Every morning the sun rises and every evening the sun sets. It happens every day, everywhere. Sometimes the time in between the sunrise and sunset is longer, sometimes, it’s shorter, but on average it rounds out to about twelve hours of daylight. Yesterday the sun rose here at 7:18 AM and set at 7:38 PM. We had twelve hours and twenty minutes of daylight in between sunrise and sunset, of course there was a bit more light in the dawn and dusk periods.
The dash. It’s what happens in between which matter most. I remember reading an article about the poem, “The Dash” by Linda Ellis. The poem is about a eulogy and what is most important in our lives, what happens in the time between when we are born and when we die. It’s a wonderful, and deep, concept to consider. However, it’s more important to live life rather than think about it.
I read of a man who stood to speak
at the funeral of a friend.
He referred to the dates on the tombstone
from the beginning…to the end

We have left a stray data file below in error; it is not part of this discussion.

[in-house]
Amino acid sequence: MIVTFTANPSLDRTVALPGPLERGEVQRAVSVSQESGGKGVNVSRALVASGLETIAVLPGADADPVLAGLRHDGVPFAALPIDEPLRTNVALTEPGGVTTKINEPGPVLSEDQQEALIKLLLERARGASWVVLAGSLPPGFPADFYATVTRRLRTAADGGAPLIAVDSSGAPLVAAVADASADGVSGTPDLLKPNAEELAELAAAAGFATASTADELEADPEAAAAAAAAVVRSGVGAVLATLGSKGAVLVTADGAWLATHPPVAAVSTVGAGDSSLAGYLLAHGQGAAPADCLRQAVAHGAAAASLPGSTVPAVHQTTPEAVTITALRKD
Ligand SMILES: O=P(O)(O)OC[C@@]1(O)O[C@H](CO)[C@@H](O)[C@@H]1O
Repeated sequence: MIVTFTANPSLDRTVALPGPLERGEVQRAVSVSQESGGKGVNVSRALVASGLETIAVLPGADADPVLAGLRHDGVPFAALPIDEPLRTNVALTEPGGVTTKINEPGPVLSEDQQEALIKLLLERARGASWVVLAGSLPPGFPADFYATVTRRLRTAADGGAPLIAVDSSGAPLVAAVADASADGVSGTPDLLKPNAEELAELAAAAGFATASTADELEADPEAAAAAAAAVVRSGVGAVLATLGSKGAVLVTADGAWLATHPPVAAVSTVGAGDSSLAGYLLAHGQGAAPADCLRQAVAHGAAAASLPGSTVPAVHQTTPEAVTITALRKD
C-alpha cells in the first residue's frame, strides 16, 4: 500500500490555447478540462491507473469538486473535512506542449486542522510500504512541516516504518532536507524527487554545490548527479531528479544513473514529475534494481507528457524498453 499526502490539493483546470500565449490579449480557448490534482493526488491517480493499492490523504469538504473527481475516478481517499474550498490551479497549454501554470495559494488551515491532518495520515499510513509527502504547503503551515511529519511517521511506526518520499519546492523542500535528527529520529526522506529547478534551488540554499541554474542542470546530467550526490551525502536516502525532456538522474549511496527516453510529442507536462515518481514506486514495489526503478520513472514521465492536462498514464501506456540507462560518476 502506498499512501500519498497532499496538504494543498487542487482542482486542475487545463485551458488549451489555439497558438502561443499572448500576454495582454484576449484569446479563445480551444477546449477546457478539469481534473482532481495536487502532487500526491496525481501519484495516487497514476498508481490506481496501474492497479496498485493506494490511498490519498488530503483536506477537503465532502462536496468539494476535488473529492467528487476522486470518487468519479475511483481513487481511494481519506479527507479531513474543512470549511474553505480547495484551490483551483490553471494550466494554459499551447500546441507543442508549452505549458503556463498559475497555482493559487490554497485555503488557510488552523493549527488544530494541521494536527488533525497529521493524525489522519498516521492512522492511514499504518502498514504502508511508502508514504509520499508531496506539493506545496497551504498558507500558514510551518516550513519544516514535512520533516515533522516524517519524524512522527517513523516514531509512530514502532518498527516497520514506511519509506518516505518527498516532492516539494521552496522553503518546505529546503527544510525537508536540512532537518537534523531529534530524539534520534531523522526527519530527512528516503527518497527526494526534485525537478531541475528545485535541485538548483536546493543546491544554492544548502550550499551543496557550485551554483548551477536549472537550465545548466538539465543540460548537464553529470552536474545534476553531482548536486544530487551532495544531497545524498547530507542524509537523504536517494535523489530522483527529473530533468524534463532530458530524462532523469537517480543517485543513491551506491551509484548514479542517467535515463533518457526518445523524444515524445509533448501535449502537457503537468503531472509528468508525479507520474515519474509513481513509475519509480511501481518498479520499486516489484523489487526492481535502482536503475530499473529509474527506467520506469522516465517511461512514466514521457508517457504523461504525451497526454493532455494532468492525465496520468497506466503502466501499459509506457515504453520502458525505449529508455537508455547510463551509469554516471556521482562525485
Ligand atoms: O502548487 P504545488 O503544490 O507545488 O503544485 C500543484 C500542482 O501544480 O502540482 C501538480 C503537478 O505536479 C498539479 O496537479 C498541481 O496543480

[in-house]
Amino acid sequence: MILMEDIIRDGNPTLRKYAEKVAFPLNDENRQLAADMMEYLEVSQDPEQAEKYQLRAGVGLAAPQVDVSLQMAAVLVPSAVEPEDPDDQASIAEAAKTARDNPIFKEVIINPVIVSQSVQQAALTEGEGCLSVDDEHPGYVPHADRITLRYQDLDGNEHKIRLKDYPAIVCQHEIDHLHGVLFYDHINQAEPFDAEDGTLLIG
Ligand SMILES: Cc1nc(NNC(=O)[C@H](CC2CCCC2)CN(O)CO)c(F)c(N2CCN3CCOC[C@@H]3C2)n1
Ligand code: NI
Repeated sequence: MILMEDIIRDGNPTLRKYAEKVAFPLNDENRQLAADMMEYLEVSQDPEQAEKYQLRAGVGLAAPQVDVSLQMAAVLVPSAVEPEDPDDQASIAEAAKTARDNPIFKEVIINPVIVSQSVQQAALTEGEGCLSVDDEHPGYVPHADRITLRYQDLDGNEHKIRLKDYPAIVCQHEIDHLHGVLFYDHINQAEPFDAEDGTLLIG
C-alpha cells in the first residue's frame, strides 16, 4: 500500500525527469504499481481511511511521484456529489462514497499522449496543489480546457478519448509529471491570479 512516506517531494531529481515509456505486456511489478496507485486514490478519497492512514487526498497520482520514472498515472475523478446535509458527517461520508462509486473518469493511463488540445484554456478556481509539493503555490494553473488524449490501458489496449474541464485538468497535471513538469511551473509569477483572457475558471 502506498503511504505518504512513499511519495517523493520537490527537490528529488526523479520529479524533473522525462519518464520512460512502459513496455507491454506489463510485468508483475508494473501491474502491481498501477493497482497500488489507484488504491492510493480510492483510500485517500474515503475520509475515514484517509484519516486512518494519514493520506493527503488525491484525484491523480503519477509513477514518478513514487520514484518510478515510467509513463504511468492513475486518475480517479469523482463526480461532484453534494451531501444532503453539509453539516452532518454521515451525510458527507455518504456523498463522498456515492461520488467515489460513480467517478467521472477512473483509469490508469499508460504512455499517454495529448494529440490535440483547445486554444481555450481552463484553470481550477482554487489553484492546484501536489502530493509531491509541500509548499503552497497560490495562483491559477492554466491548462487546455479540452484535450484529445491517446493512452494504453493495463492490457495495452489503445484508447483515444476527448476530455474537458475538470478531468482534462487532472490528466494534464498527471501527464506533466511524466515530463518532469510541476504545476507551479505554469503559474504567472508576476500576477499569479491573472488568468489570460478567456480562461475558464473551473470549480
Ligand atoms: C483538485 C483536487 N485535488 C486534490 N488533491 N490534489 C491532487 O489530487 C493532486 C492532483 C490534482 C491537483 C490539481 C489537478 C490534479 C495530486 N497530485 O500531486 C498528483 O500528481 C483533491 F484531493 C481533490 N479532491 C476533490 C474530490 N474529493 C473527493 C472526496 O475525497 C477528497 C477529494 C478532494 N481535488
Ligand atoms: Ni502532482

Yesterday morning I was up early for the sunrise. I made my coffee and watched patiently as the sun rose above the horizon. Slowly sipping my coffee, I snapped 85 photos in the 43 minutes from first to last photo. That is a short dash, but much happened in between, the sun’s rays were visible well before the sun broke the horizon and finally appeared above the cloudbank in the east.
Yesterday afternoon we took a trip to one of our favorite beaches, Bahia Honda State Park. We visit the beach every time we are here.
Much has happened in between that first visit, and now. In all of our lives – my life, my wife’s life, W and O’s lives, as well as the life of our family. It’s shaped who we are and how we look at the world.
For that dash represents all the time
that they spent alive on earth.
And now only those who loved them
know what that little line is worth.
We had a wonderful time at the beach. We arrived late in the day and the beach was mostly ours. It was low tide and the beach was wide. We staked our space and settled in. O and I built a sand castle. B watched as we constructed, then walked the beach searching for seashells, then we all took an ocean dip. It was a wonderful time. O was reluctant to leave as she was having such a good time in the surf.
The tide had begun to rise and by the time we packed our things and readied to return home the water’s edge was a few feet from our spot. I had scribbled Making the Days Count dot org in the sand earlier and when we left the tide had erased my mark.
Making the Days Count @FLStateParks #BahiaHonda pic.twitter.com/9lYrbioX9Y
— Clay Watkins (@makingdayscount) March 28, 2017